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By , Nashotah, WI
It was my first day of kindergarten and as the oldest of three daughters, I was the first to venture off to school. This was a big deal but, I had no worries. I wasn’t concerned about homework, or if my teacher would be nice, or who I would sit with at lunch. Because I had no expectations, nothing could go wrong. It was helpful that there were fewer than twenty students in my entire class, a little more than one hundred students in the whole school. From kindergarten to eighth grade I attended a small private school. This tiny school, which became more like a family, would never scare me, never intimidate me, and, above all, I thought it would never change.

Five years later I was one in a class of twelve. It’s such a small size when you really think about it. But I didn’t mind. This class was my family. We had been together for years and we would always be. Everything we did we did as a class. Group science projects, acting out plays for English class, and even all-school kickball games at recess were a regular occurrence. I was naïve and insouciant because I thought my simple world would always be the same.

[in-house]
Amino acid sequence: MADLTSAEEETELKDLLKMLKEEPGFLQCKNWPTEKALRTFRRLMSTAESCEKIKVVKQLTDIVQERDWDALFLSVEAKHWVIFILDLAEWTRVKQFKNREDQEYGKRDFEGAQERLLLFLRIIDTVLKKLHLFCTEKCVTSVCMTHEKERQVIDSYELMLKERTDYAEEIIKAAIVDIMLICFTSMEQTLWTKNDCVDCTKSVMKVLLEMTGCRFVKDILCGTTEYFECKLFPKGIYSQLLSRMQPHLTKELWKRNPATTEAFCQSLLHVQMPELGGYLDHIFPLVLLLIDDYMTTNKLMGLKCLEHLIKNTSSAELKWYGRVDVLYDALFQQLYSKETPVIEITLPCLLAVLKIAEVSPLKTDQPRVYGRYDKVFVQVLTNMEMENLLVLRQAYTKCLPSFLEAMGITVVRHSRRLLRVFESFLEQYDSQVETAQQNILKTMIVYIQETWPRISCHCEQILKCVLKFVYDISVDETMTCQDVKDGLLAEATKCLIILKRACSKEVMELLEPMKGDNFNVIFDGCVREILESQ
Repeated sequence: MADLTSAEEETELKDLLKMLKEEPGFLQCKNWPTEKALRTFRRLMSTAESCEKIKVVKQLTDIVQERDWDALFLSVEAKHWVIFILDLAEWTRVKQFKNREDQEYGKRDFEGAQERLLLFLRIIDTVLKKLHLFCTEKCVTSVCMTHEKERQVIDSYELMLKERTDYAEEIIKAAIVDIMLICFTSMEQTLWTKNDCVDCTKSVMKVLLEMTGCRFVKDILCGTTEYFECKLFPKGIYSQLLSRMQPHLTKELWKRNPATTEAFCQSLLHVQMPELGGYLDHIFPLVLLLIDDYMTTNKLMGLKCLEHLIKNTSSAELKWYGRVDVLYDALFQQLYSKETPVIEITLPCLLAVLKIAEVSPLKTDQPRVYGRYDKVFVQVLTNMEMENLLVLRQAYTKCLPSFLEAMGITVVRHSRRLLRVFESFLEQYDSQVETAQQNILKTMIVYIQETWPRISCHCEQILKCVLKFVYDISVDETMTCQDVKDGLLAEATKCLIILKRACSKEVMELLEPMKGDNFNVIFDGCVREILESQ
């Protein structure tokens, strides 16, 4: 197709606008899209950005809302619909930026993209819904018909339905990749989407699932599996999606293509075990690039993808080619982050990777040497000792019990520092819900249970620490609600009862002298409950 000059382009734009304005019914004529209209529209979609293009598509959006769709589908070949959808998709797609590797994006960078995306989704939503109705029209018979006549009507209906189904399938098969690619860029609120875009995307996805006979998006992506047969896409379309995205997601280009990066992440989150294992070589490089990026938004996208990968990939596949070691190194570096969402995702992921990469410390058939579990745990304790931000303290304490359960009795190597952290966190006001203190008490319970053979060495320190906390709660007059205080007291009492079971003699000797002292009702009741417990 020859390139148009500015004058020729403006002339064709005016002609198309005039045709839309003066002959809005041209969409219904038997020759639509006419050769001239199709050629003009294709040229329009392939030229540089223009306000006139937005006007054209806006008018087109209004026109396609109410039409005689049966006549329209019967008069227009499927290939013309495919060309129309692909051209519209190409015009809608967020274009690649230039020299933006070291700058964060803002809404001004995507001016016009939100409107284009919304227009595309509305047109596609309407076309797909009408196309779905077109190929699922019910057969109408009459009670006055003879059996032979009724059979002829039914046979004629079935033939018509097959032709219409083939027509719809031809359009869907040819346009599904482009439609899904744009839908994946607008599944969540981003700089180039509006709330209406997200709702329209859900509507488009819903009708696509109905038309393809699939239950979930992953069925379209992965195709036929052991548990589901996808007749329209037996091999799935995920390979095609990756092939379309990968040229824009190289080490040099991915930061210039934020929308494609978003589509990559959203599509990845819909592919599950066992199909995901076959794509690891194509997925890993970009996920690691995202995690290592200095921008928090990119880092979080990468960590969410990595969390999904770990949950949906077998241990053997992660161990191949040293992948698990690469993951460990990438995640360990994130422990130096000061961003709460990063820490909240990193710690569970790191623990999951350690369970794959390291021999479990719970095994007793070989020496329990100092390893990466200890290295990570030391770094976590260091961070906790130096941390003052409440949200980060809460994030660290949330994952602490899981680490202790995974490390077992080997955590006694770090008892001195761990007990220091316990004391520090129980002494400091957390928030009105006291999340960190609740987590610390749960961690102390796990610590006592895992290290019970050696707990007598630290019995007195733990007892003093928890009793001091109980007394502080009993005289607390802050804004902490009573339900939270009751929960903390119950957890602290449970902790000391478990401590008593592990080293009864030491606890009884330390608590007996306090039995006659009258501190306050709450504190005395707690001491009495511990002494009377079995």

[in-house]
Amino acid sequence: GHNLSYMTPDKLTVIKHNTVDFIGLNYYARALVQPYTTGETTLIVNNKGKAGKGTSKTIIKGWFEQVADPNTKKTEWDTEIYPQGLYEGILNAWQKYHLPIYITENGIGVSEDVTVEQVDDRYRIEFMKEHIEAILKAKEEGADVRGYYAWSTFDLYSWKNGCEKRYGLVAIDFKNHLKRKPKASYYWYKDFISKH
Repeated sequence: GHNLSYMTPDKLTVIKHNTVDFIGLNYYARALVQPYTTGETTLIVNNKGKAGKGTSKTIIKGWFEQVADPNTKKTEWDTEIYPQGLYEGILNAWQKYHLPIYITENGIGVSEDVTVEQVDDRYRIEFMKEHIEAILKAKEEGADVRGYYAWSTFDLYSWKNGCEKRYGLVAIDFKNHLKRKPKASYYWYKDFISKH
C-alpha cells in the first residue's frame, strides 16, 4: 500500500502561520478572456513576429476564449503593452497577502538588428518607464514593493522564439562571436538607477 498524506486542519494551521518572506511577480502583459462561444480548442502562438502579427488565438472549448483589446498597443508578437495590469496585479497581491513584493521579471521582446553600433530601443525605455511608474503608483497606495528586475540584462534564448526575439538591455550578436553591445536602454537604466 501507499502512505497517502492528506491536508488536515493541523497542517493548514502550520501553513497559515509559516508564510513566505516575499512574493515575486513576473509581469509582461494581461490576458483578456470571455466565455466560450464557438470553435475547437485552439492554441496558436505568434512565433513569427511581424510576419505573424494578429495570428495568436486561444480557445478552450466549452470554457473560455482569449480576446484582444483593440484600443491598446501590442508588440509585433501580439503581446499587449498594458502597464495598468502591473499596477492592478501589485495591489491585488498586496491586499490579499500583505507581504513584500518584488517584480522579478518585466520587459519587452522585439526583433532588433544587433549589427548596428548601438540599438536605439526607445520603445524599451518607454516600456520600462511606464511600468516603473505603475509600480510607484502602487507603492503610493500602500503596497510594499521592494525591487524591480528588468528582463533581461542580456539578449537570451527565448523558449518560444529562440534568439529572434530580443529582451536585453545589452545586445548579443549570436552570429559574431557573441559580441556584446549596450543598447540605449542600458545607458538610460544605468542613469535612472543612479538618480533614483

In seventh grade, my class shrunk to a close-knit group of eight. Eight friends who had spent eight years of their lives learning in the same classrooms with the same dedicated teachers. We were thinking about graduation and what would happen afterwards. But there were still two more years. Besides, the school year was going to be ambitious and lengthy. There was no time to worry about the future.

Finally, eighth grade arrived. Down to seven students in my graduating class. Time is fleeting when you want it to last, I suppose, because the year was almost over and high school was tapping on my shoulder.

Twenty, twelve, eight, seven…and then five hundred.

Standing in the hall on the first day of high school, I was overwhelmed by the sheer amount of noise and activity going on all around me. It was unfamiliar, terrifying, exciting. I could have panicked. I could have given up on the challenge that lied ahead of me. I could have felt sorry for myself being in such an atypical situation. Instead, I began with the little things—I stood up straighter, took a breath, and began walking. With every step, I allowed the unfamiliarity to disappear. I nudged the terror away and permitted the excitement to fill me up. Because even though I doubted myself, this change was a good thing. It taught me to handle myself with fortitude and poise and to be bold in times of complete uncertainty.

As I walked from class to class and from year to year, more things changed. But those changes didn’t faze me. I knew how to handle them now. Because of one major change in my life that did faze me, I am, and always will be, a stronger person.

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